Running Lean: Innovation Accounting

Today I attended a webcast at Room to Think on Innovation Accounting: How Lean Startups Define, Measure, and Communicate Success by Ash Maurya. It was the first of hopefully many more video-related events at Room to Think, and my second brush with the "Lean Startup" philosophy after the all-day simulcast of the Lean Startup conference in December.

First of all, I'm not of the MBA mindset. "Risk Management" and "Business Model vs. Business Plan" are not natural topics to reside in my mind. Like many programmers, I have a knee-jerk reaction to dismiss a lot of biz talk as useless. However, if you get on a team that doesn't have a playbook at all, you'll quickly discover how chaotic if can get on the scrimmage line. A collection of understandable, even sometimes obvious, tenets is better to have on hand than just assume your common sense is everyone's common sense. In my perception thus far, Lean does the least bad job coexisting with the reality of software, so I am willing to continue risking its acquaintance.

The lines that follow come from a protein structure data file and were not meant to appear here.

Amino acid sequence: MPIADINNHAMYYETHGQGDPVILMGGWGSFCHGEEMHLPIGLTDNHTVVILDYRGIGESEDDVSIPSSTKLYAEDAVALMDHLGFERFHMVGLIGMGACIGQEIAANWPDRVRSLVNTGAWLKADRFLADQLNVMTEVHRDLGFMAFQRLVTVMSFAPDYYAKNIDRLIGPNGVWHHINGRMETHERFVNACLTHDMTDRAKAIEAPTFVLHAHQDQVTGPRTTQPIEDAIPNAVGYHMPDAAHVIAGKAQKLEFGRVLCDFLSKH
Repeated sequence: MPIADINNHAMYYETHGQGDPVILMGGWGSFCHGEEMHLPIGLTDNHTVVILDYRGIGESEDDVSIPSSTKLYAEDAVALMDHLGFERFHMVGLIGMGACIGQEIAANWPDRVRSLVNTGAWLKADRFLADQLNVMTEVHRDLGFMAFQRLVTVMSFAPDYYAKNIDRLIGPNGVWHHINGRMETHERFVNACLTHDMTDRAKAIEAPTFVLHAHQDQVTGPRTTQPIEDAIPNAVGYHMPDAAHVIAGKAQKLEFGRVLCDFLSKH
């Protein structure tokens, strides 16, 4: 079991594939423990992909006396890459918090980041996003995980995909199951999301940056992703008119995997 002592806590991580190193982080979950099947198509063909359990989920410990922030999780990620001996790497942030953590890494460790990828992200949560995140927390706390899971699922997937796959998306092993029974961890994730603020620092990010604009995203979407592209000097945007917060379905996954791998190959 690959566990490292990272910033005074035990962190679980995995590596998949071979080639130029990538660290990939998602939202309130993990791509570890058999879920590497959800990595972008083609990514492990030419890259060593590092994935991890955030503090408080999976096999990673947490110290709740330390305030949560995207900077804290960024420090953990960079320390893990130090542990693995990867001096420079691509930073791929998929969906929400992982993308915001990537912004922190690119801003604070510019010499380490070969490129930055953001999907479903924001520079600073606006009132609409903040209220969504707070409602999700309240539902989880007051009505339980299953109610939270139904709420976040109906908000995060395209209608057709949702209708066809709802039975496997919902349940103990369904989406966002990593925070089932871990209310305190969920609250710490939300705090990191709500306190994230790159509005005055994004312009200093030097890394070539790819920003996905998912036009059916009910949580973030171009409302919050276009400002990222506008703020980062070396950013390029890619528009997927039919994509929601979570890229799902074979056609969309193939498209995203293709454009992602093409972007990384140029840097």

A lot of the content of his talk dwelled on how to physically use his Lean Canvas process, where a structure mind map is developed around a business and their vision, strategy, and product. Despite the lack of riveting delivering, there is something alluring about a paint-by-number system for analyzing a business, making it structured makes it brief and repeatable, like a Design Pattern for business. A lot of the content of the talk was seemingly re-purposed from his two blog posts here: Lean Canvas Part 1 and Lean Canvas Part 2. Read up if you're interested, I'll spare the summary here.

In the follow-up discussion in the group, we more stepped back to how our personal views were affected by the larger implications of a Vision-first approach to a business, rather than the ever-tempting Product-first approach. The core purpose of a new business is not to "get a new product to market ASAP", but to "find what people want and charge for it ASAP", and Ash was persuasive in this argument.